The first single "Jikijela" is a song first written by Caiphus Semenya and sung by Letta Mbulu on her 1970 album, Letta. Mazwai adds archival audio from the Fees Must Fall Movement to the song which makes for a chilling effect.
"Jikijela" is about throwing stones and the lyrics clearly state "we will hit them with stones". Stones were a weapon for black protestors against police during apartheid and today they are still the only defence students can reach for when teargas, stun grenades, rubber bullets and water canons are fired their way.
The words of the Fallists linger above the melodies and rhythms of pianist Nduduzo Makhathini, drummer Ayanda Sikade and bassist Herbie Tsoaeli.
"From who must I run? From who must I run?"
"Why are you brutalising me?"
"The police brutality you've been seeing must come to an end."
"Fees Must Fall Movement."
"We understand clearly who the enemy is."
"Our futures and the futures of our children and our children's children are at stake."
"Perhaps they want us to be rowdy and violent to show them that we are serious about this."
These are the cries heard on the song which then ends on an apt note with protest song, "Asinamali" (we don't have money).
Mazwai said on Twitter that the song is dedicated to the students who continue to fight for free education in South Africa.
The song Jikijela is done in honour of the #FeesMustFall movement and the brave students who continue to fight✊🏾 album out soon— #Belede Out25Nov (@thandiswamazwai) November 2, 2016
An alumnus of Wits University, Mazwai has been supportive of the movement. She has shown solidarity via social media and was part of a line-up of musicians who were to perform at a failed Fees Must Fall concert.
Govt thinks they'll get tired but they won't! They have an advantage called YOUTH✊🏾 viva the students!— #Belede Out25Nov (@thandiswamazwai) October 19, 2016
When the students re invigorated the blk feminist agenda✊🏾 viva the students viva the feminists.— #Belede Out25Nov (@thandiswamazwai) October 19, 2016
Belede is inclusive of nine songs by artists who rebelled by singing songs of protest from South Africa and the rest of the world during a time when the government clamped down on freedom of expression. In addition to covering Mbulu and Semenya, Mazwai included songs by Hugh Masekela, Miriam Makeba, Busi Mhlongo, Dorothy Masuka and her own song "Ndiyahamba".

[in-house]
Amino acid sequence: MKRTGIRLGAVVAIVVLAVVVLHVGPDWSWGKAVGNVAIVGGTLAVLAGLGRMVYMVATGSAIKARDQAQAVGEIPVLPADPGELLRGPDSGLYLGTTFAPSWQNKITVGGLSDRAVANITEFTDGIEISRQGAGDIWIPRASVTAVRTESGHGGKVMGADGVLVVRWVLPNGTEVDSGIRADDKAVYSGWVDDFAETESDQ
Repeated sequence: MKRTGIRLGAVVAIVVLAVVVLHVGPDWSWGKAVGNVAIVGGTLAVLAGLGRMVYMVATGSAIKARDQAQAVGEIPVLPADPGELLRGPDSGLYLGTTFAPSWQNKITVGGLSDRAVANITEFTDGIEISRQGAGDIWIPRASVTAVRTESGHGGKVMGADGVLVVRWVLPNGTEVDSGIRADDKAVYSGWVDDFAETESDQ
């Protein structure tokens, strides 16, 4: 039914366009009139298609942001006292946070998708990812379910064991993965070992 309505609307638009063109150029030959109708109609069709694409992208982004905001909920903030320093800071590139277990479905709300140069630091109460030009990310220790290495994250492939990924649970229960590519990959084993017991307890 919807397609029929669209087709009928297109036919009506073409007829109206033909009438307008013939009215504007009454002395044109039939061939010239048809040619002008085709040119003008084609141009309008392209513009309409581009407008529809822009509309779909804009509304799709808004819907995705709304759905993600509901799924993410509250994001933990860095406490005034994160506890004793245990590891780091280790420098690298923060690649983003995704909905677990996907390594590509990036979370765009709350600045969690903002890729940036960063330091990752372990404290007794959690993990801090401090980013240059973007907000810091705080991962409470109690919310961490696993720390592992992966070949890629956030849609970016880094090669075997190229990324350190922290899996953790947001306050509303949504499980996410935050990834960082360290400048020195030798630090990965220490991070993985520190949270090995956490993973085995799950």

As these artists are rebels, so was Mazwai mother which is why she named the album after her.
The second single release, "Wakrazulwa" by the late Mhlongo, is her favourite track on the album. When the legend died Mazwai was overcome with such grief, she lost her own voice and didn't want to sing anymore. Mazwai said she needed this particular album to help her trust herself again.
It's not the first time Mazwai uses her music to express her mother's influence in the political sphere. In her debut album Zabalaza, Mazwai pays homage to the stalwarts who gave birth to the liberation of African democracies in "Nizalwa Ngobani?".
"The world changes, revolutionaries die and the children forget," she sings. Asking if we have forgotten who our parents are she calls out the names of Belede, Madikizela, Biko, Sobukwe, Sisulu, Mandela and Nkumrah.
The Makeba song Malaika is a tribute to the singing legend and a dedication to Mazwai's 16-year-old daughter who has the same name as the song title.
Mazwai will be performing live at her launch concert at the Soweto Theatre on Thursday. Having grown up in the township, she could not imagine hosting this event anywhere else, she has said. "Jikijela" and "Wakrazulwa" are available on iTunes.
Belede will officially be released this Friday, 25 November.